October 2, 2022

Another Top Police Official Resigns in British Scandal

Such is the severity of the criris swirling around the Murdoch empire and Britain’s public life that Prime Minister David Cameron cut short an African trip on Monday and ordered a special parliamentary session back home to debate the widening scandal.

Mr. Yates is a high profile officer who had been involved in earlier inconclusive police investigations of the scandal. The Metropolitan police announced his resignation and said he would make a statement later on Monday. He and other officers have been underscrutiny by trying to determine why the Metropolitan Police decided to strictly limit the initial phone-hacking inquiry in 2006.

Speaking in South Africa, Mr. Cameron said Parliament would be extended beyond the start of its scheduled summer recess for an emergency session on Wednesday, a day after Mr. Murdoch, his son James and Ms. Brooks are set to testify to a parliamentary inquiry into the scandal.

The announcement came a day after Sir Paul Stephenson, commissioner of the Metropolitan Police Service, commonly known as the Met, said that he had decided to step down because “the ongoing speculation and accusations relating to the Met’s links with News International at a senior level” had made it difficult for him to do his job.

But he said that he had done nothing wrong. He also said that because he had not been involved in the original phone-hacking investigation, he had had no idea that Neil Wallis, a former News of the World deputy editor who had become a public-relations consultant for the police after leaving the paper, was himself suspected of phone hacking, as the unauthorized accessing of voice mail is known.

Mr. Wallis, 60, was arrested last Thursday.

Boris Johnson, the London mayor, said Mr. Yates decided to resign after police authorities said he would be suspended while his links to Mr. Wallis were investigated.

Commissioner Stephenson tried to deflect attention from his own role in the scandal by implicitly criticizing Mr. Cameron’s decision in 2009 to hire Andy Coulson, another former News of the World editor, as his own spokesman. At least Mr. Wallis had not resigned from the paper under a cloud, as Mr. Coulson had, the commissioner said. The crisis has exploded in the two weeks since reports that The News of the World ordered the hacking of the cellphone of a 13-year-old girl who had been abducted and murdered.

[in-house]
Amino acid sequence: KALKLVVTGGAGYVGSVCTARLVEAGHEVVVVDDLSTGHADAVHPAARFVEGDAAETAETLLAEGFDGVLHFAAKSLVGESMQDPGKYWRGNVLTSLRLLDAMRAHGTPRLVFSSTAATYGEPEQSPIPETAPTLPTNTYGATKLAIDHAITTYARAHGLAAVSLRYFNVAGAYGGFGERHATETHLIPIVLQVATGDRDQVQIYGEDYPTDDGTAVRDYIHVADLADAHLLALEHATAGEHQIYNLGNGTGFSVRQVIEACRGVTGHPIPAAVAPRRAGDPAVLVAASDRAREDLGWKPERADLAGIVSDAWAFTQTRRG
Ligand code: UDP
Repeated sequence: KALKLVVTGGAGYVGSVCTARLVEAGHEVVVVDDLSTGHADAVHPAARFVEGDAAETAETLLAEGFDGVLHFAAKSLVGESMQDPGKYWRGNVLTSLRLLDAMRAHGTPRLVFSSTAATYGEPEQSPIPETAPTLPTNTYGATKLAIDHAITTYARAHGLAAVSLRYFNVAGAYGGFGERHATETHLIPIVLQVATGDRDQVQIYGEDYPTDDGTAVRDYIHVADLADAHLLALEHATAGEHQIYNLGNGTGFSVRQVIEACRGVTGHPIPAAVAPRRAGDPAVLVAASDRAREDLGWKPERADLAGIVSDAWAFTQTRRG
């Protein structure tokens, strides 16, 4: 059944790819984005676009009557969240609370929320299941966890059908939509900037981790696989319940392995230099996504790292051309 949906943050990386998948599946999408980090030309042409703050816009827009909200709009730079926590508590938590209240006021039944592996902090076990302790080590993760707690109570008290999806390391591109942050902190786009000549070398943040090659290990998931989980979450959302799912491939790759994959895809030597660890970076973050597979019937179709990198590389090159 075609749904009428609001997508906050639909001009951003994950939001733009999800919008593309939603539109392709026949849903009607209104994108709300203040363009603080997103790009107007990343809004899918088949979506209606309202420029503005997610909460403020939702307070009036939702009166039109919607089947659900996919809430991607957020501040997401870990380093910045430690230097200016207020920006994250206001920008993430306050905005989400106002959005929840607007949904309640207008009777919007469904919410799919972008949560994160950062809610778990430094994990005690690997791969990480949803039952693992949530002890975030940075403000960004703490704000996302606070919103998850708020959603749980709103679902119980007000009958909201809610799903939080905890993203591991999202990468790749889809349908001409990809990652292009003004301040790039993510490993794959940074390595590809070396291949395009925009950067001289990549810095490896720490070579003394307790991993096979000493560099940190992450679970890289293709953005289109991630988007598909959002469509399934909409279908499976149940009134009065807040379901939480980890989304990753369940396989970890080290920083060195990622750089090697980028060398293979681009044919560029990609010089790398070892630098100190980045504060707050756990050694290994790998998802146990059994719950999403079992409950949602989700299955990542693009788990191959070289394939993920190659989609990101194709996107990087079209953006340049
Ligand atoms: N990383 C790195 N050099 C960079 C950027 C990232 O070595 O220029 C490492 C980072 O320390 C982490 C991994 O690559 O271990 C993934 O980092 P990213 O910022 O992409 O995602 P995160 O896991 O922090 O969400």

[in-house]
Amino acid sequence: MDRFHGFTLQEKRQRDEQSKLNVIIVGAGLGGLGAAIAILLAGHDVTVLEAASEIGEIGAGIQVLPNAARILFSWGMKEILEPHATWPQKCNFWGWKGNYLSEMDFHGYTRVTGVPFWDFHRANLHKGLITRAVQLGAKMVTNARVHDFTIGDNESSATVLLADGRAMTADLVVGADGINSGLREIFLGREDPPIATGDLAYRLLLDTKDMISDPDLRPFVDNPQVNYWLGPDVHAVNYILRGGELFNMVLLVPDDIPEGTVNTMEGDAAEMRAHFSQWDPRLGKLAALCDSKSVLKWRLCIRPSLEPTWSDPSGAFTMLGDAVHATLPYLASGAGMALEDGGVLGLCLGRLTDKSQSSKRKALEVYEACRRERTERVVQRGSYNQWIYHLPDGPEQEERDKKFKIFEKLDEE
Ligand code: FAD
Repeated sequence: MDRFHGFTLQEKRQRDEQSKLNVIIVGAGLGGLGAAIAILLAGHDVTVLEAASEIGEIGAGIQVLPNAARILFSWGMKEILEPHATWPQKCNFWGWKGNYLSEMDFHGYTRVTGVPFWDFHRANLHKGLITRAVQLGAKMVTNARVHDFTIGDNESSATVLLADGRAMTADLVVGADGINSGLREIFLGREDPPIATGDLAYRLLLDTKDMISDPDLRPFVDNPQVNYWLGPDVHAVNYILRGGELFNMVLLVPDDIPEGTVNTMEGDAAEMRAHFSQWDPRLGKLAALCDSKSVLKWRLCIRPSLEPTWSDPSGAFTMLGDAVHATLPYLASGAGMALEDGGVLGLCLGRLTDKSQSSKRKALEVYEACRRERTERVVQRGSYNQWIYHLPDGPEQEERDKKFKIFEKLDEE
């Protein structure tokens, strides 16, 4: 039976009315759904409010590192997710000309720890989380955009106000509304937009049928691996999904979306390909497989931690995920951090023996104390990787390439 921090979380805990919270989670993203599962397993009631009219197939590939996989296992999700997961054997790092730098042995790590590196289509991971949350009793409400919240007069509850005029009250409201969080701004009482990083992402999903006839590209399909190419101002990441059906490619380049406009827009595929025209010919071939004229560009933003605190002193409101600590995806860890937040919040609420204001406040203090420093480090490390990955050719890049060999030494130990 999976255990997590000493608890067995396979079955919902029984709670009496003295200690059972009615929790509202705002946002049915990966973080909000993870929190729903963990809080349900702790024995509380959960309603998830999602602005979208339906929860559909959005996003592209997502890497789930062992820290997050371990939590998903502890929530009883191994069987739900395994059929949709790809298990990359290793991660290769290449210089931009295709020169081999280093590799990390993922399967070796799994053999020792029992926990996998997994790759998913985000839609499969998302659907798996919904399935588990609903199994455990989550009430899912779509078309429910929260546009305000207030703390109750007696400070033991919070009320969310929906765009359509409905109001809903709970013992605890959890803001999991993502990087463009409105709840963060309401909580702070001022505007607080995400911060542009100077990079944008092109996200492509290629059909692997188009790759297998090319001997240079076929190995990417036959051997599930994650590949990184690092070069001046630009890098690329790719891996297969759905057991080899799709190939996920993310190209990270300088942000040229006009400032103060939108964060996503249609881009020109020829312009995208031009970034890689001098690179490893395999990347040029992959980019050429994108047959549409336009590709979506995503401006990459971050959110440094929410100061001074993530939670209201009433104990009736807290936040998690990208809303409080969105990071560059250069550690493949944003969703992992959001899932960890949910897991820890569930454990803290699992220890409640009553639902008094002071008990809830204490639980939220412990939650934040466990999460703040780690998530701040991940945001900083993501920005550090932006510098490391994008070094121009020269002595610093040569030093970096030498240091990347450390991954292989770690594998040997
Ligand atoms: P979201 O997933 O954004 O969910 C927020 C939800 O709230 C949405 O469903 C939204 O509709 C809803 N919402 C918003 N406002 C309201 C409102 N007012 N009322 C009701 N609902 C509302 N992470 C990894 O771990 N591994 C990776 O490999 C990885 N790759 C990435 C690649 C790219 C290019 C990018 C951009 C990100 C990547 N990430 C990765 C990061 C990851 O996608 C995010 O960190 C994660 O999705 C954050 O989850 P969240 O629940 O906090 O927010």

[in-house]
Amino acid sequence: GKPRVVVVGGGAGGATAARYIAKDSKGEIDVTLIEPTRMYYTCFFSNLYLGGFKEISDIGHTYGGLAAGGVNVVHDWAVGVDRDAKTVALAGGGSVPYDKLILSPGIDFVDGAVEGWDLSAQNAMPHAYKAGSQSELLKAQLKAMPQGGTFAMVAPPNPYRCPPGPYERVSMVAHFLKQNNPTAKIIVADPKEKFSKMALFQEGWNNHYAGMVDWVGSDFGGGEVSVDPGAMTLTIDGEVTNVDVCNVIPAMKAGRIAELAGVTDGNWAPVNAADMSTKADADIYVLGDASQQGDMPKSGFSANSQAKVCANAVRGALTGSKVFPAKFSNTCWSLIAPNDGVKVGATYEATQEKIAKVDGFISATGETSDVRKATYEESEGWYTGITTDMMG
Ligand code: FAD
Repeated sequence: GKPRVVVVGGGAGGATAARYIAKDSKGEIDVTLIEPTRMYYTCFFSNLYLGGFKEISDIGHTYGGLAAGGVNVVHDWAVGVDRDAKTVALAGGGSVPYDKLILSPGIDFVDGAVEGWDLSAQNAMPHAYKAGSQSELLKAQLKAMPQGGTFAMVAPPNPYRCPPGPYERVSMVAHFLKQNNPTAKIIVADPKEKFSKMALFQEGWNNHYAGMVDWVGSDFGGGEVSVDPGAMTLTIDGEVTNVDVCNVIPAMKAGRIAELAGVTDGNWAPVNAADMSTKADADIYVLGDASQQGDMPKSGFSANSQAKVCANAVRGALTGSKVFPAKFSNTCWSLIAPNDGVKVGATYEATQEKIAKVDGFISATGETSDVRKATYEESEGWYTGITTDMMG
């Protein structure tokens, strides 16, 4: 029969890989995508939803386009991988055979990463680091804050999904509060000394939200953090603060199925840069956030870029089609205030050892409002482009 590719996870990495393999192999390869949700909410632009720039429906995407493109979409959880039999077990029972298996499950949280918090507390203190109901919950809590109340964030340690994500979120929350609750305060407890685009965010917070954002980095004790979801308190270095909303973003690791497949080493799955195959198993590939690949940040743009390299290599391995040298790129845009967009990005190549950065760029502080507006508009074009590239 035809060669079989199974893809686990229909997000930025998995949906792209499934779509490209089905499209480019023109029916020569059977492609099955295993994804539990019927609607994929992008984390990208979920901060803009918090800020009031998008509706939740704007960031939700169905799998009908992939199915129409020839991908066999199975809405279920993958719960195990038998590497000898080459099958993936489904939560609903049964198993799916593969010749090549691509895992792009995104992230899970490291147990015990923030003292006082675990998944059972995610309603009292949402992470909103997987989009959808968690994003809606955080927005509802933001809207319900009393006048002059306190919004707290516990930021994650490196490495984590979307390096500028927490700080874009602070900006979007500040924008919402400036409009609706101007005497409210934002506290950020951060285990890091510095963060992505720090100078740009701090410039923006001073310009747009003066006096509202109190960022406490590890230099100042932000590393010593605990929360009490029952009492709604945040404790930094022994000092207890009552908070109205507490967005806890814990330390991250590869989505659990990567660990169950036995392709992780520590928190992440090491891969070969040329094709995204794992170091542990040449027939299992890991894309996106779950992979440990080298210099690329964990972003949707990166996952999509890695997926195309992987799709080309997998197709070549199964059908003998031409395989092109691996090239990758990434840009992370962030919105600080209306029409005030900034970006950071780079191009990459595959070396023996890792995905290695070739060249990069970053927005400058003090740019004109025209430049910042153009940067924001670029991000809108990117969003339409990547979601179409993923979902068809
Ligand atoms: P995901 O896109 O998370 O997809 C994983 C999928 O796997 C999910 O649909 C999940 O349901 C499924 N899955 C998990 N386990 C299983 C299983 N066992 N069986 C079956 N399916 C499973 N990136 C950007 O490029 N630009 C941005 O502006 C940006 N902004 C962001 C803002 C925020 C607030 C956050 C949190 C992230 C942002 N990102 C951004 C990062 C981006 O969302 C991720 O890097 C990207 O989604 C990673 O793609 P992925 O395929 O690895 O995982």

The prime minister, who has come under repeated attacks over his relationship with Mr. Coulson, defended himself on Monday.

“In terms of Andy Coulson, no one has argued that the work he did in government was in any way inappropriate or bad,” he said, speaking at a news conference in South Africa alongside President Jacob Zuma.

“The situation in the Metropolitan Police Service is really quite different to the situation in the government, not least because the issues that the Metropolitan Police are looking at, the issues around them, have had a direct bearing on public confidence into the police inquiry into The News of the World and indeed into the police themselves,” Mr. Cameron said.

Under pressure from the Labour opposition, the prime minister said Parliament would be called to a special session on Wednesday to “answer any questions that may arise” and “so I can make a further statement.”

Back in Britain, Ed Miliband, the leader of the opposition Labour Party and a persistent irritant to Mr. Cameron throughout the crisis, repeated his attacks on what he called the prime minister’s “spectacular error of judgment” in hiring Mr. Coulson, despite warnings about Mr. Coulson’s possibly murky past.

“It is of great concern,” Mr. Miliband said in a speech, “that the Commissioner of the Metropolitan Police was unable to discuss vital issues with the Prime Minister because he felt that David Cameron was himself compromised on this issue because of Andy Coulson.”

He added: “It is also striking that Sir Paul Stephenson has taken responsibility and resigned over the employment of Mr. Coulson’s deputy, while the Prime Minister hasn’t even apologized for hiring Mr. Coulson.”

Jo Becker, Ravi Somaiya and Alan Cowell contributed reporting from London, and Jeremy W. Peters from New York.

Article source: http://feeds.nytimes.com/click.phdo?i=3b33918a86fd9e29c3b379f67332c952

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